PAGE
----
Mastodon: @canpolat@hachyderm.io

  • 294 Posts
  • 275 Comments
Joined 11 months ago
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Cake day: June 20th, 2023

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  • The only such transition I was involved in was switching from TFS to Git, and there was no discussion. It was the obvious thing to do and for a while we needed to support some developers who are new to Git.

    So, it all depends on the type of change you want to implement. Most people don’t think much about a piece of software being open is significant. That’s why the main selling point should be the product itself. Especially in organizations openness alone is not a strong enough argument.

    But with individuals, it may help to inform people about FOSS instead of just suggesting alternatives (“Do you have a moment to talk about our lord and savior Stallman/Torvalds?”). If the individual doesn’t understand or subscribe to the values, the switch may be temporary. My 2 cents. Hopefully others will come up with better tactics.




  • I am not concerned about not having anything to show for my free time. I am just not finding interest doing stuff which could indicate something worse.

    You are not alone. It’s not easy to find an engaging free time activity. And even if you do, you may get bored of it after some time. The only thing I can say is: even if something doesn’t seem very interesting at first, give it a try anyway (as long as it doesn’t require a huge upfront investment). You may end up liking the activity or you may end up with like-minded people. And the worst case scenario is, you have wasted some time.

    I think majority of people suffer from not having a meaningful free time activity (amplified by the possibilities of internet). And I’m saying this without any data to back it up, so don’t quote me on that.










  • That’s an unnecessarily strong reaction. Money clearly matters for some things. But that’s not all that matters. There are many people releasing FOSS without any financial expectations. Clearly, money doesn’t matter to those people on that context. Trying to argue that “money should matter also for those people on that context” doesn’t make too much sense to me. Nobody is forcing anybody to release FOSS.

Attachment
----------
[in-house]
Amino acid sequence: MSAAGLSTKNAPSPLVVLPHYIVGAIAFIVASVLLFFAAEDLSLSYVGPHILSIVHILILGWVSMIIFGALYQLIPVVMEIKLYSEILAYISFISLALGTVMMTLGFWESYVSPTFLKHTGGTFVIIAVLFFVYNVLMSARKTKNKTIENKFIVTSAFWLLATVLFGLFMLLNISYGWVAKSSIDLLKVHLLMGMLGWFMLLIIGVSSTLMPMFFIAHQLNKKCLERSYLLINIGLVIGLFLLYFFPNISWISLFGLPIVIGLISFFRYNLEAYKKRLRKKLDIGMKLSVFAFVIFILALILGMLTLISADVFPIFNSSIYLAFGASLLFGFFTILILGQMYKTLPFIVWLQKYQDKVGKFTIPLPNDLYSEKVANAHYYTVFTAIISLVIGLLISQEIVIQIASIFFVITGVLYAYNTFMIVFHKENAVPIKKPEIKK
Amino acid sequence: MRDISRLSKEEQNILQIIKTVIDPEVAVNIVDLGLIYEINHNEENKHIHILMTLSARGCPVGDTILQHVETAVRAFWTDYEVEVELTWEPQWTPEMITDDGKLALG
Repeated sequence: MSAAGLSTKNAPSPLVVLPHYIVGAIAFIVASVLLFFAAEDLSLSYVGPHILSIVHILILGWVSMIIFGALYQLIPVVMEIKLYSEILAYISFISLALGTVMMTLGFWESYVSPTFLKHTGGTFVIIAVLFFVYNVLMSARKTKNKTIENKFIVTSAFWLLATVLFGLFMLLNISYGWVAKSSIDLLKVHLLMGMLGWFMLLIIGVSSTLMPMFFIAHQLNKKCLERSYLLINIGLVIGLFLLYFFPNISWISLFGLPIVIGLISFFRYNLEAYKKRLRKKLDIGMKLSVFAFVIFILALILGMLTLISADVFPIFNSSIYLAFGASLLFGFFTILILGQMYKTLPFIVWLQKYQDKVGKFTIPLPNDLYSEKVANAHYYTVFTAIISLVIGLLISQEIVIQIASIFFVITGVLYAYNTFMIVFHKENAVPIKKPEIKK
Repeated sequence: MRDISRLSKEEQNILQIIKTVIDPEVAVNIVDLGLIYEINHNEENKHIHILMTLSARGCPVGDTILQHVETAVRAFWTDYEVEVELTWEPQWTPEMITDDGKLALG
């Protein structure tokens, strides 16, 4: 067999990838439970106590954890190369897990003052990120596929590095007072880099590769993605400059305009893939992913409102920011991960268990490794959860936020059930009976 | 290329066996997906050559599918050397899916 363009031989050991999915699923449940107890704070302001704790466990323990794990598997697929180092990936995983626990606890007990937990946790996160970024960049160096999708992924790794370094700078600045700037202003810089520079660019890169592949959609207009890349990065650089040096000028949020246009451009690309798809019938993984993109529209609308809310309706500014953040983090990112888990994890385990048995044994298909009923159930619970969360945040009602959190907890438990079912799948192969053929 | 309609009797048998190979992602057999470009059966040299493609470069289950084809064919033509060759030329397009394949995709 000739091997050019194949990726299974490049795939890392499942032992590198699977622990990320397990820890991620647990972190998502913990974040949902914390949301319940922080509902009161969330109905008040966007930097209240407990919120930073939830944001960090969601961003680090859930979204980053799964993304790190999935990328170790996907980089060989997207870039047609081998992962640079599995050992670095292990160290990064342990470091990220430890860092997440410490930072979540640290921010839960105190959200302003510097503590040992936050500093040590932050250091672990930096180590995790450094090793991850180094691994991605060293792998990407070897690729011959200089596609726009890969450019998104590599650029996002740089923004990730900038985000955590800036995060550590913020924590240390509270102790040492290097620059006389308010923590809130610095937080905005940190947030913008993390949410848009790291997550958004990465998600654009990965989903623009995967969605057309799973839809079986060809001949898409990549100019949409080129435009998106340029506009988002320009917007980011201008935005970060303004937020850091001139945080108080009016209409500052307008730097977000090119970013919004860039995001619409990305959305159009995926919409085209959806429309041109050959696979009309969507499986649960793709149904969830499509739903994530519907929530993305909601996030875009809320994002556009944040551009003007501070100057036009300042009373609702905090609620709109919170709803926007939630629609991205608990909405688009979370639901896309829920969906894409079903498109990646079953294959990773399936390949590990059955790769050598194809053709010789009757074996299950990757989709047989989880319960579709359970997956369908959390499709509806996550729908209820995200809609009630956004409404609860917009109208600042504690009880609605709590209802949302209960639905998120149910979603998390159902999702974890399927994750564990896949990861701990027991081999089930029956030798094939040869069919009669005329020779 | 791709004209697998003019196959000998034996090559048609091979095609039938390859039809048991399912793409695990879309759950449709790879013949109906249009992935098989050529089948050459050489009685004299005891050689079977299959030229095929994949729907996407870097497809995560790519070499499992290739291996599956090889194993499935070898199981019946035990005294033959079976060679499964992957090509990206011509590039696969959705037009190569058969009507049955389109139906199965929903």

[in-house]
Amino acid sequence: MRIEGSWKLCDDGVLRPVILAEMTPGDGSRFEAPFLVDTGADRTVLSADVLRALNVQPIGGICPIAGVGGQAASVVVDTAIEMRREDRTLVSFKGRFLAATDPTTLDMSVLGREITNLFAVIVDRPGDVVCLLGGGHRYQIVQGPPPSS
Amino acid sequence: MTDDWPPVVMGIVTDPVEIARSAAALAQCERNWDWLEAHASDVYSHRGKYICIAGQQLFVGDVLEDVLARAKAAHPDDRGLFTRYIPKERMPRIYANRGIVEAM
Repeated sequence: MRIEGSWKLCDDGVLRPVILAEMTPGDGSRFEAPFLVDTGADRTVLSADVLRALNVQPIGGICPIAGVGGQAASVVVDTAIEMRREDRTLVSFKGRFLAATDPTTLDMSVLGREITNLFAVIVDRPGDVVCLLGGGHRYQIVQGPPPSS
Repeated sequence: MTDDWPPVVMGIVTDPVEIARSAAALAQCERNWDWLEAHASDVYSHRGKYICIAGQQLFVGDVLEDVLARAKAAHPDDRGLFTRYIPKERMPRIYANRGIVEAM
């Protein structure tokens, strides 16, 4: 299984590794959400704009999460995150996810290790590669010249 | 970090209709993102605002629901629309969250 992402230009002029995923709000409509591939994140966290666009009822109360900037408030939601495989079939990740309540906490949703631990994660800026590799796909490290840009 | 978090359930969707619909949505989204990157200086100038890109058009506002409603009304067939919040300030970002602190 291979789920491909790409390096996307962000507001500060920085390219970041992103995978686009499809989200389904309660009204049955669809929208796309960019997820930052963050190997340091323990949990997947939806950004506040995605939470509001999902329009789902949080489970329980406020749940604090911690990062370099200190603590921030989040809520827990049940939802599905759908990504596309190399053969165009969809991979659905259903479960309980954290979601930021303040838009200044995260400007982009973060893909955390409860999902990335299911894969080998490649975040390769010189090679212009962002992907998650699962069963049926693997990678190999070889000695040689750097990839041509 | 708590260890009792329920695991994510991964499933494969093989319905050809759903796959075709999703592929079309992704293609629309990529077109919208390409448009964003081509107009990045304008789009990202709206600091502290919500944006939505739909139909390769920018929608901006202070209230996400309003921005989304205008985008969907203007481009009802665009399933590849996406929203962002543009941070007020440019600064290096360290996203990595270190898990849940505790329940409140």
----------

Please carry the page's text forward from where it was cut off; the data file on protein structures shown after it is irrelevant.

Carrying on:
• Sorry, I don’t follow your reasoning. Why would a company not making money be a relevant problem for the advocates of FOSS? FOSS is about freedom. It never had an opinion about money. Money has always been irrelevant. Some people may not like it, and they are free to not use non-free licenses. And FOSS advocates will warn users about that (as they did in the past). FOSS doesn’t have an obligation to offer a solution to every problem in the software industry.








  • I think you are highlighting an important point that are missed by other commenters emphasizing the developer. I prefer GPL over MIT license. But this is a possible fallback if Redis decides to change its licensing (like several others did).

    I think these kind of products have strategic significance for MS for their Azure offering. They are probably preparing to offer this there (in addition to and as an alternative to Redis). So, it makes sense for Microsoft to release this with an OSS license (otherwise no one will adopt it).



  • I mainly develop in C#, and I agree that having to write so much boiler plate for type safety is really boring. C# is not perfect either (it doesn’t have discriminated unions, etc.) but at least it gives type safety out of the box.

    However, in general, I think enums are widely misused. I see a lot of cases where they should have been classes with a factory, but ended up being enums with a lot of static functions and switch statements.